- The Washington Times - Friday, December 5, 2003

FRANKFURT, Germany (AP) — The surging euro set a record high against the dollar yesterday for the sixth day in a row, hitting $1.217 as the shared European currency extended a sharp rally that has seen it rise more than 15 percent against the greenback this year.

The euro passed the old record of $1.216 from Thursday after weaker-than-expected U.S. jobs data led to more dollar selling. It was the sixth straight business-day trading session in which a new high was reached, going back to Nov. 28.

In late New York trading, the euro was quoted at $1.2166, up from $1.2086 late Thursday and barely easing off its new record.

The dollar also fell to a three-year low against the yen at 107.57. In late New York trading, the dollar was quoted at 107.65 yen, down from 108.15 yen late Thursday.

“For the last several weeks, the Bank of Japan was defending the 108 level for the yen,” said Michael Woolfolk, senior currency strategist at the Bank of New York. “It was using it as a line in the sand, but with the nonfarm payroll results showing that we have added fewer jobs than expected, the dollar sold off across the board.”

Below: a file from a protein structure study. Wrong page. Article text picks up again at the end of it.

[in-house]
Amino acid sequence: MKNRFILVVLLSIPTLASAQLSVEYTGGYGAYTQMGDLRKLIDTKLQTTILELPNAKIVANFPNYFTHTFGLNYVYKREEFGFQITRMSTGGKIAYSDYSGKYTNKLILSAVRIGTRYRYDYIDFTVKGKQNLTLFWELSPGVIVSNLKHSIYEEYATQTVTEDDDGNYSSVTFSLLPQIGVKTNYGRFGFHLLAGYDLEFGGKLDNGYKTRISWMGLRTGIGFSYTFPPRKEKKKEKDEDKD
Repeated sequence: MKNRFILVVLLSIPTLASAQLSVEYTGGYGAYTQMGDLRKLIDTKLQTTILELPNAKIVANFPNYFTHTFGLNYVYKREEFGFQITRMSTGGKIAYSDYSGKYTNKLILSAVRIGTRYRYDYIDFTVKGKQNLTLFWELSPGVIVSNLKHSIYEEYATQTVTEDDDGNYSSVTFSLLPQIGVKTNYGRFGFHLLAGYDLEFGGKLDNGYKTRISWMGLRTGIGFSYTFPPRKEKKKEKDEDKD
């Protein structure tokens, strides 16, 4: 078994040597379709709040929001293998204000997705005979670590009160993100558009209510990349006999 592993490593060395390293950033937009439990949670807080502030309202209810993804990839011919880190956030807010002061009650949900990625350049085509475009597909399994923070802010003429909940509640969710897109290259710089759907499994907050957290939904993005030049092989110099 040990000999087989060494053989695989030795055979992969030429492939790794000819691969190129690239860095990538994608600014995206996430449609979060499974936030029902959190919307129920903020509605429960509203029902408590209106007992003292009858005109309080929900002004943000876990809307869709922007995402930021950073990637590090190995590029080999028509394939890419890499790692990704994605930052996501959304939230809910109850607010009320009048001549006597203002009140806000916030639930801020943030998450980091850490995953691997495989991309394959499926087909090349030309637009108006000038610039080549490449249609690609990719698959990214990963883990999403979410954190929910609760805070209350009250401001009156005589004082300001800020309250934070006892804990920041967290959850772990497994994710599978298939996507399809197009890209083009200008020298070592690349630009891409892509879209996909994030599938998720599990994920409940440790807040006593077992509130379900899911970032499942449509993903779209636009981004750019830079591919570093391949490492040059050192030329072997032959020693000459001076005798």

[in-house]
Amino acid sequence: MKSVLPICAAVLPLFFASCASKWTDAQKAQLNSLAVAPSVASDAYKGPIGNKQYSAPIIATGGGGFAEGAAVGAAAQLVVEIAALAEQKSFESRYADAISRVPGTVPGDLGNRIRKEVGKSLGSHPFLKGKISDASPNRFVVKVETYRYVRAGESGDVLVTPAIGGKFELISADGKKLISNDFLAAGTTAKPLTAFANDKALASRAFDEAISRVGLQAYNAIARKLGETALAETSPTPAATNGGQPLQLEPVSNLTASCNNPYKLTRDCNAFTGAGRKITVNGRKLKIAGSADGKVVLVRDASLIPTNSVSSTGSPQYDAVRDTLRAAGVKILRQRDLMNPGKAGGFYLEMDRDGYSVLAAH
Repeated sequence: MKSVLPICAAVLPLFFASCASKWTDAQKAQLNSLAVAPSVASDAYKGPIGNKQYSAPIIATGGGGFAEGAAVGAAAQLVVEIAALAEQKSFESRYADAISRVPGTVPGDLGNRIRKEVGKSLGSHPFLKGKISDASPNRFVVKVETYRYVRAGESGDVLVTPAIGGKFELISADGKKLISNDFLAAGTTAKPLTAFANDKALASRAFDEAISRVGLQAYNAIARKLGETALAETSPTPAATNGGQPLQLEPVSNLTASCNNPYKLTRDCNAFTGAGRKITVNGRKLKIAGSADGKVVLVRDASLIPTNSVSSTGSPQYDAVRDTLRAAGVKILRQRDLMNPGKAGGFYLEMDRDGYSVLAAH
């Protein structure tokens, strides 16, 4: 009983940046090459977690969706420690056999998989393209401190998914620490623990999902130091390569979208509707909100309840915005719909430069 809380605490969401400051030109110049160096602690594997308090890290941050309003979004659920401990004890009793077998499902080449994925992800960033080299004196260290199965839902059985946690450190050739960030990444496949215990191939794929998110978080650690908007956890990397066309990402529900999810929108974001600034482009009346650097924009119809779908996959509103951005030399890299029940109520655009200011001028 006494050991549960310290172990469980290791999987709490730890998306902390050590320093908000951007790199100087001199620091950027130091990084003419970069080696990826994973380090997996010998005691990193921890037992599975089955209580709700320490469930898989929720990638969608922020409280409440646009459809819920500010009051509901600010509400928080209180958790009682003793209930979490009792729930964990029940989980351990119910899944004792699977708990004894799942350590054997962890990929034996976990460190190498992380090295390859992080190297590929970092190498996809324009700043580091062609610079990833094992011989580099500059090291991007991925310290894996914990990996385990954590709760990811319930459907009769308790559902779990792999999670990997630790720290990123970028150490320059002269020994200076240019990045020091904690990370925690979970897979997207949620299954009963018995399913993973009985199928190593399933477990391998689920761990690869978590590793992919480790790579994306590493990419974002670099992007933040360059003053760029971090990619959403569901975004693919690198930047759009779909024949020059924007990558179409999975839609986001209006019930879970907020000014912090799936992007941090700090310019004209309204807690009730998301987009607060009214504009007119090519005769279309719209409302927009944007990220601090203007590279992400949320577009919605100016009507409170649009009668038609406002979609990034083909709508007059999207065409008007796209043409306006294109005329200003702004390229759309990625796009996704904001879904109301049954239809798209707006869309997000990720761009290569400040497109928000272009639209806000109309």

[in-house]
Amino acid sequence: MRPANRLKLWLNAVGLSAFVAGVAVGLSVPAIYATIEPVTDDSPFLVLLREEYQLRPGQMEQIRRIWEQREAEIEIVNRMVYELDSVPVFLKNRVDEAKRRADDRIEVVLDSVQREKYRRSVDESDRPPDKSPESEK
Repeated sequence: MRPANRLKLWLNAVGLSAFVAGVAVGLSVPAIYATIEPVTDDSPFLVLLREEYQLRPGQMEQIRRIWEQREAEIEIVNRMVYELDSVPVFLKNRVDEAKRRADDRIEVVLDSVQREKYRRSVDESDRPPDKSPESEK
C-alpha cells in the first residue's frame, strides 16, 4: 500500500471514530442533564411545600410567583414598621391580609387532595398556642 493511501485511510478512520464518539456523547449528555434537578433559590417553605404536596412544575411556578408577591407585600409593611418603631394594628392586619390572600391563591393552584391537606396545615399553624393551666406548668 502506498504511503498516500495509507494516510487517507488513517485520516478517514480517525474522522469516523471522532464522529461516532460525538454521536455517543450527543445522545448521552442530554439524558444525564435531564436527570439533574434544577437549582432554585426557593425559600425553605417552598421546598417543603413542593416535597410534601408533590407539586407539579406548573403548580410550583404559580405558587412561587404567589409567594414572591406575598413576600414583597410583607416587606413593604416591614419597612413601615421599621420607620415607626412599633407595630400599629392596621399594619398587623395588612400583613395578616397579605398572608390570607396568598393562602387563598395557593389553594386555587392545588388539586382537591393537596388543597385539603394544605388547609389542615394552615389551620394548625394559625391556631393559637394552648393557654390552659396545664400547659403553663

The dollar also reached its lowest point since 1998 against the Swiss franc at 1.2758 francs, and slipped against the British pound and the Canadian dollar.

The dollar has sagged on fears about the U.S. trade and budget deficits, factors that can undermine a country’s currency. Worries over terrorism and the U.S. presence in Iraq also have played a role.

The dollar’s decline helps U.S. exporters by making their goods cheaper against foreign competition. But some fear the flip side — a stronger euro — could hurt a fledgling economic recovery in Europe.

The United States needs foreigners to buy U.S. assets such as stocks and bonds to offset the effects of the budget and trade deficits on the dollar. Bad economic news can discourage investment and therefore push the currency down.

The dollar’s fall has taken on a momentum of its own, however, as even positive data such as the 8.2 percent growth rate for the third quarter has failed to stem the slide.

The euro’s climb has been so rapid — more than 5 percent in the past month — that some observers think it soon may tempt the European Central Bank to intervene to slow the currency’s movement, for instance by selling euro reserves.

U.S. Treasury Secretary John Snow has declined to say whether the United States would intervene in an attempt to slow the dollar’s fall. The administration says it has a strong dollar policy, but many observers think it is not unhappy over the decline because it could help exporters and therefore spur growth.


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